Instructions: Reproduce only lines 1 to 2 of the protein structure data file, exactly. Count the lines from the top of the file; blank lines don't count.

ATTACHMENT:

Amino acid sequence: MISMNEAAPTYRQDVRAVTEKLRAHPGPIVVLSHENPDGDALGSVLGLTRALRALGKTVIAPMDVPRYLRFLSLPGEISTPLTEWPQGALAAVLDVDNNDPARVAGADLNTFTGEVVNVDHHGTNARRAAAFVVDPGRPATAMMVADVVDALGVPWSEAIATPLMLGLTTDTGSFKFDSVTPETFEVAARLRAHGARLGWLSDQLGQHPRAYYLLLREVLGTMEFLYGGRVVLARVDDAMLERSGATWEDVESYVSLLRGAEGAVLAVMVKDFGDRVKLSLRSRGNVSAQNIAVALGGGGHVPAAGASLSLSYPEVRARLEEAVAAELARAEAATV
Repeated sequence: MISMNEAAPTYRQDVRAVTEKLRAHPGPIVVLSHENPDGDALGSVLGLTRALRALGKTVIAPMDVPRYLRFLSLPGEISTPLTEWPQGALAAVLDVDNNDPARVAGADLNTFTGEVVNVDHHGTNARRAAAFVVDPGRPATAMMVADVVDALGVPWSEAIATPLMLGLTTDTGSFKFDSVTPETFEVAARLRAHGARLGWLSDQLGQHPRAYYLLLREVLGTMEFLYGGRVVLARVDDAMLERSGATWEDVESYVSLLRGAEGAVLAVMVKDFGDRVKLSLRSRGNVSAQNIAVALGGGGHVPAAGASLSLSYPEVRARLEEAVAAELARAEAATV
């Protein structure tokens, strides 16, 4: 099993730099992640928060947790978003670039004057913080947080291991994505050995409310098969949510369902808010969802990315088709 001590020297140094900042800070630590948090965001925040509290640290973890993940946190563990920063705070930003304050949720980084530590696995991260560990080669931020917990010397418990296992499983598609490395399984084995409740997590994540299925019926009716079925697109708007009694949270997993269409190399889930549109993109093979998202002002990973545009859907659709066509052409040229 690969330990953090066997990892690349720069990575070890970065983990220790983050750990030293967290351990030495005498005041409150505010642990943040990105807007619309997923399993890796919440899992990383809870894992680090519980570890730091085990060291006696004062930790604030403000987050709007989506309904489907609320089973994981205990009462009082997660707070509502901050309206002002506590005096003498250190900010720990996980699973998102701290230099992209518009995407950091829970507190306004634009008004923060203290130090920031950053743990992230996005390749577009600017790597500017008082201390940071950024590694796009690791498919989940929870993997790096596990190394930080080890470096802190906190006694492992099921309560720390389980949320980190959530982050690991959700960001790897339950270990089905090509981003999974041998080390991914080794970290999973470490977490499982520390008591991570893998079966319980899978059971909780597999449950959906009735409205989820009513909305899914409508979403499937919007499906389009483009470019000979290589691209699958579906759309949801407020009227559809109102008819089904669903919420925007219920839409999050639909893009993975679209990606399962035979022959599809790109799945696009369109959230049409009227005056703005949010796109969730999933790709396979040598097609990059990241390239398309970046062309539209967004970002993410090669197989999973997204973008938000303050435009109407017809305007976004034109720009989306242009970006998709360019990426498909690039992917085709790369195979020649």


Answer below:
Amino acid sequence: MISMNEAAPTYRQDVRAVTEKLRAHPGPIVVLSHENPDGDALGSVLGLTRALRALGKTVIAPMDVPRYLRFLSLPGEISTPLTEWPQGALAAVLDVDNNDPARVAGADLNTFTGEVVNVDHHGTNARRAAAFVVDPGRPATAMMVADVVDALGVPWSEAIATPLMLGLTTDTGSFKFDSVTPETFEVAARLRAHGARLGWLSDQLGQHPRAYYLLLREVLGTMEFLYGGRVVLARVDDAMLERSGATWEDVESYVSLLRGAEGAVLAVMVKDFGDRVKLSLRSRGNVSAQNIAVALGGGGHVPAAGASLSLSYPEVRARLEEAVAAELARAEAATV
Repeated sequence: MISMNEAAPTYRQDVRAVTEKLRAHPGPIVVLSHENPDGDALGSVLGLTRALRALGKTVIAPMDVPRYLRFLSLPGEISTPLTEWPQGALAAVLDVDNNDPARVAGADLNTFTGEVVNVDHHGTNARRAAAFVVDPGRPATAMMVADVVDALGVPWSEAIATPLMLGLTTDTGSFKFDSVTPETFEVAARLRAHGARLGWLSDQLGQHPRAYYLLLREVLGTMEFLYGGRVVLARVDDAMLERSGATWEDVESYVSLLRGAEGAVLAVMVKDFGDRVKLSLRSRGNVSAQNIAVALGGGGHVPAAGASLSLSYPEVRARLEEAVAAELARAEAATV